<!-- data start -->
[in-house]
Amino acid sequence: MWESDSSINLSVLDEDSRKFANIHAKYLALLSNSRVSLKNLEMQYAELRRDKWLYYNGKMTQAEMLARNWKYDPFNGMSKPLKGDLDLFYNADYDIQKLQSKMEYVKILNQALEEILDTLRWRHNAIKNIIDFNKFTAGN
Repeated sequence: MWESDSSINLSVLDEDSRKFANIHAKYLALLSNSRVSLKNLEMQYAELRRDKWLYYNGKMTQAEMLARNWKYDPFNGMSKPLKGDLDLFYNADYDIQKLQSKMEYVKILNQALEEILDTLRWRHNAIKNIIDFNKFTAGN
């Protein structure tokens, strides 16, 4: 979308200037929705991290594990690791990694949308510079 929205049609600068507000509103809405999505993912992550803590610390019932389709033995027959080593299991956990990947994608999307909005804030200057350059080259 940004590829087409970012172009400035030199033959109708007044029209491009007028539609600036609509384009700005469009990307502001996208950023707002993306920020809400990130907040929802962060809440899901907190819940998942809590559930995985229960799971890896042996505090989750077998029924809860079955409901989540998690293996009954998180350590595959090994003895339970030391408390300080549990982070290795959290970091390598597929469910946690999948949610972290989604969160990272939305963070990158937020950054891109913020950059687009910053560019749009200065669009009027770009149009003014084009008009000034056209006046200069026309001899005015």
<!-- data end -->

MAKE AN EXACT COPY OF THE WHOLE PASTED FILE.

[in-house]
Amino acid sequence: MWESDSSINLSVLDEDSRKFANIHAKYLALLSNSRVSLKNLEMQYAELRRDKWLYYNGKMTQAEMLARNWKYDPFNGMSKPLKGDLDLFYNADYDIQKLQSKMEYVKILNQALEEILDTLRWRHNAIKNIIDFNKFTAGN
Repeated sequence: MWESDSSINLSVLDEDSRKFANIHAKYLALLSNSRVSLKNLEMQYAELRRDKWLYYNGKMTQAEMLARNWKYDPFNGMSKPLKGDLDLFYNADYDIQKLQSKMEYVKILNQALEEILDTLRWRHNAIKNIIDFNKFTAGN
């Protein structure tokens, strides 16, 4: 979308200037929705991290594990690791990694949308510079 929205049609600068507000509103809405999505993912992550803590610390019932389709033995027959080593299991956990990947994608999307909005804030200057350059080259 940004590829087409970012172009400035030199033959109708007044029209491009007028539609600036609509384009700005469009990307502001996208950023707002993306920020809400990130907040929802962060809440899901907190819940998942809590559930995985229960799971890896042996505090989750077998029924809860079955409901989540998690293996009954998180350590595959090994003895339970030391408390300080549990982070290795959290970091390598597929469910946690999948949610972290989604969160990272939305963070990158937020950054891109913020950059687009910053560019749009200065669009009027770009149009003014084009008009000034056209006046200069026309001899005015």